The Olieven Development Association proudly celebrated 15 talented kids, ages 7 to 16, who completed the CoderDojo programme. These graduations stand as a beacon of hope, fueled by an initiative that’s igniting a brighter future for tech in South Africa and Africa at large. CoderDojo was founded by James Whelton and Bill Liao. It started with James, an 18-year-old coder who ran a club in his high school. At a later stage, Bill, an entrepreneur and philanthropist, would join him. The pair teamed up in 2013, founding CoderDojo, a volunteer-led organisation. It has since grown exponentially, currently available in over 100 countries.
Recent World Bank data underscores a critical challenge facing the African continent in the digital age. According to these findings, 87% of African business leaders have identified digital skills development as a crucial area needing urgent investment. This urgency is highlighted by the fact that in 2022, African countries scored below five on the Digital Skills Gap Index, trailing behind the global average of six.
Khethiwe Nkuna, Accenture’s Responsible Business Executive in South Africa, shared her views at the event, “Today, we celebrate the graduation of these talented young minds from the CoderDojo programme, we are witnessing the shaping of our future leaders in technology. The need for digital literacy and skills development has never been more critical, especially here in Africa, and Accenture is committed to playing a pivotal role in driving this transformation,” she said.
The CoderDojo programme is playing a vital role in redressing the imbalances of the past. By targeting young minds from diverse backgrounds, particularly in underserved communities like Olievenhoutbosch, the programme is directly contributing to elevating the digital proficiency levels within the continent.
Accenture employees dedicated themselves to mentoring future tech leaders through the Hour of Code initiative. Each year, they pledge over 10,000 hours to coding tutorial sessions worldwide. It’s all part of the company’s commitment to supporting upcoming generations in developing essential STEM skills in computer science, technology, engineering, and maths.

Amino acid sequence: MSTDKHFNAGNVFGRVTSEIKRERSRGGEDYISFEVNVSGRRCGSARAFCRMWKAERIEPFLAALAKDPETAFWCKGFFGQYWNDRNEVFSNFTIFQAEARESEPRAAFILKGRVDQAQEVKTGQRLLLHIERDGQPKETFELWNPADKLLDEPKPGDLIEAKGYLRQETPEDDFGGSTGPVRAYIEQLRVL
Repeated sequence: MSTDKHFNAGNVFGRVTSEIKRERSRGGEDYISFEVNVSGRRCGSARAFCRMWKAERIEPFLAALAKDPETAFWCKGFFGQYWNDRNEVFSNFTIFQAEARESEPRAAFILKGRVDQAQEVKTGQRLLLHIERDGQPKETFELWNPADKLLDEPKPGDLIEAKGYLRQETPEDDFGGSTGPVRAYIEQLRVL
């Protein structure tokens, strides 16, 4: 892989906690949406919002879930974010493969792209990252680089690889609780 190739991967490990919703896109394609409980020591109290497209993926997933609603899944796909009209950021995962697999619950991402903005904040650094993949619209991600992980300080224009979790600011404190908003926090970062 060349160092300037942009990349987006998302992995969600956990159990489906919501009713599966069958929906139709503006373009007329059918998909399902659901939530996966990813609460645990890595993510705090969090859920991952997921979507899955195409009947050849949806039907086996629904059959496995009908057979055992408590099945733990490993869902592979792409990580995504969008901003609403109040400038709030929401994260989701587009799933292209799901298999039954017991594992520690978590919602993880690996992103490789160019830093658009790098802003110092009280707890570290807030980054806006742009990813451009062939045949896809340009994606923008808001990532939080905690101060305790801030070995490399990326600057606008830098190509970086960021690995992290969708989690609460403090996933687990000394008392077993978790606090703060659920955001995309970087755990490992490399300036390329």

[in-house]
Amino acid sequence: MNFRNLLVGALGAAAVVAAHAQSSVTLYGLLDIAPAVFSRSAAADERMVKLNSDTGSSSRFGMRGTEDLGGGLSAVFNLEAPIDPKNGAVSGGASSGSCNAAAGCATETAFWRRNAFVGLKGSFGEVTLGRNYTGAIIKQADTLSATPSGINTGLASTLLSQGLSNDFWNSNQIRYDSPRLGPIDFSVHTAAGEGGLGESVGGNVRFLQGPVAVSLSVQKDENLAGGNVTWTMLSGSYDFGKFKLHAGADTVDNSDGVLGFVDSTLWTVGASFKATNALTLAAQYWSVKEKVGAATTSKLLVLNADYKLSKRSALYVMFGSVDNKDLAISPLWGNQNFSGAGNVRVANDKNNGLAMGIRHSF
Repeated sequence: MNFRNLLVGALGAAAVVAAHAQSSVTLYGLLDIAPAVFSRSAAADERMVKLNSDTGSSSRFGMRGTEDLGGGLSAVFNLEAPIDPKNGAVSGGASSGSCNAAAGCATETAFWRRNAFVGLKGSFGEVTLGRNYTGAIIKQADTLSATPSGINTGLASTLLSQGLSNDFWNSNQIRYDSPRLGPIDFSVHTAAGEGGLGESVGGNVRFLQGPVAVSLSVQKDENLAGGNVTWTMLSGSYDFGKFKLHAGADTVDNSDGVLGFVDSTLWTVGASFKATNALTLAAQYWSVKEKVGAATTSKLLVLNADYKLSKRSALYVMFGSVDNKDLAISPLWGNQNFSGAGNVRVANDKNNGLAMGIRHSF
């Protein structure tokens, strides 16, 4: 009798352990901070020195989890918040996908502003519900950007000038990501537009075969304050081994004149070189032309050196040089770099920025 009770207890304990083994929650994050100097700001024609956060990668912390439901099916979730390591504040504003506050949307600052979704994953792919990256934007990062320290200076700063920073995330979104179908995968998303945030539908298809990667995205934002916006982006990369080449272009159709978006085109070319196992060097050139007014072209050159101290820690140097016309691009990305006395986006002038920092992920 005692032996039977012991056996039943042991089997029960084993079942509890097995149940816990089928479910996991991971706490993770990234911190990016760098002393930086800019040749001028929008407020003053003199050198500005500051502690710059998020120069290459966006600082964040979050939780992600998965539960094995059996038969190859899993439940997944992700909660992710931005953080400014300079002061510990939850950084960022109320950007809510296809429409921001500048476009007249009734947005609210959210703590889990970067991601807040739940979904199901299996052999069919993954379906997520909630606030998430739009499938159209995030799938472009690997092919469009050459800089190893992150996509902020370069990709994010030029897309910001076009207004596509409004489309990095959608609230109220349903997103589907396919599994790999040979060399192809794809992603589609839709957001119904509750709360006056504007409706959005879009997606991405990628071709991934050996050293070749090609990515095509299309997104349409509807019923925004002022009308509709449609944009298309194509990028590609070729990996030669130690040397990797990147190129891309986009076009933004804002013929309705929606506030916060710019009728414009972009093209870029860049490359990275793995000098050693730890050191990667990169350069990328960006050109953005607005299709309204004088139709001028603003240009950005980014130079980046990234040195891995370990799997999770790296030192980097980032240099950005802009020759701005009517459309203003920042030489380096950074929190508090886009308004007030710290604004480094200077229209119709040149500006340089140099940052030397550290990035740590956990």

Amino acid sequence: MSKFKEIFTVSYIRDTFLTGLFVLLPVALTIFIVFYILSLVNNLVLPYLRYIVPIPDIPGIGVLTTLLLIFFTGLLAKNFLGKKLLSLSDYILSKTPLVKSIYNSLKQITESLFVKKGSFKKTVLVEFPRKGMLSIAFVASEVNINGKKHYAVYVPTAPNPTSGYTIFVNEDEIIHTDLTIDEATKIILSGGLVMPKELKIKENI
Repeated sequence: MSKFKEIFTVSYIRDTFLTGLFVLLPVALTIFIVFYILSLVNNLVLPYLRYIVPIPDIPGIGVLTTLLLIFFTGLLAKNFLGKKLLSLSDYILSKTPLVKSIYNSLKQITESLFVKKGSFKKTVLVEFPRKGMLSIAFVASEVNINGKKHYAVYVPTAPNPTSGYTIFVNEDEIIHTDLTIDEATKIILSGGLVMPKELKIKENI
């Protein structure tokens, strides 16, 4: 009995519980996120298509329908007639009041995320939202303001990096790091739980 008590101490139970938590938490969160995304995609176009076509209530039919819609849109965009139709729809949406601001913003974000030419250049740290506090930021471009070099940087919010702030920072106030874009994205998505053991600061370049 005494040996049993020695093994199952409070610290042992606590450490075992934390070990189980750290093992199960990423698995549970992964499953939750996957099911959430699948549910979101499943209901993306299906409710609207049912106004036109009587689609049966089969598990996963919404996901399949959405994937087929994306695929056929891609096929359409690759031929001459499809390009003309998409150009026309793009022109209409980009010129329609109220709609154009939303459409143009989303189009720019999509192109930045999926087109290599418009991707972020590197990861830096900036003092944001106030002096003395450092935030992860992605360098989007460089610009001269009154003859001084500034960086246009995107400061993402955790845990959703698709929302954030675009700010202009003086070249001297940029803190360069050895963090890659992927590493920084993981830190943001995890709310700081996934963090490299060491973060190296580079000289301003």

Since its launch in 2016, CoderDojo has empowered more than 140 young individuals with valuable digital and coding skills. They have focused more on fostering these abilities by making learning a fun and creative experience in relaxed environments they call “dojos.”
The 2024’s intake is expected to start in February and will be face-to-face for the first time since the pandemic.
Q: Could you share some insights about your coding programme and why you find it essential?
A:Our primary goal is early exposure—to introduce youngsters to coding, digital skills, and design thinking from an early age. I firmly believe that talent is evenly distributed, but opportunities aren’t. So, coding shouldn’t only be accessible to a few lucky kids from privileged backgrounds. My belief is that even children in townships or informal settlements possess capabilities if given the chance.
Q:Can you explain the programme’s structure and recruitment process?
A:Our programme involves volunteers dedicating their time every Saturday to teach kids how to code. Their commitment is remarkable. What’s particularly exciting is that these volunteers resemble the children they’re teaching and also hail from the township. They serve as relatable role models, showing these young learners that achieving success is possible, regardless of where they come from.
Q: What’s the initial coding language you introduce to the kids?
A:We kick off our programme with Scratch, a simple coding language. Remember, many of these youngsters haven’t even used a computer before, so language was a perfect introduction for them. We’re incredibly proud of their progress over the years. Beyond just teaching concepts, we challenge them to develop apps that solve real issues in their community. It’s hands-on learning, allowing them to apply what they’ve picked up. Witnessing these young minds showcase their projects and share their newfound knowledge has been a truly rewarding experience. It proves that with opportunity and support, success knows no boundaries.
Today, we celebrate the graduation of these talented young minds from the CoderDojo programme, we are witnessing the shaping of our future leaders in technology. The need for digital literacy and skills development has never been more critical, especially here in Africa, and Accenture is committed to playing a pivotal role in driving this transformation.
Q: Did you consider candidates from outside Gauteng province?
A:Due to proximity, the programme operates solely in Olievenhout, outside Centurion. Our focus wasn’t specifically on children interested in technology. We understand that kids might not know what they don’t know yet.
Q: Can you share your perspective on how involving Accenture employees fits into your vision?
A: Involving our employees as mentors adds a practical dimension to this learning, ensuring that these young minds gain hands-on experience and insights into real-world applications of technology. This graduation event is more than just a celebration of learning but a beacon of hope and a strong statement of our dedication to nurturing STEM skills in the youth to create a tech-focused future in Africa driven by a digitally empowered generation.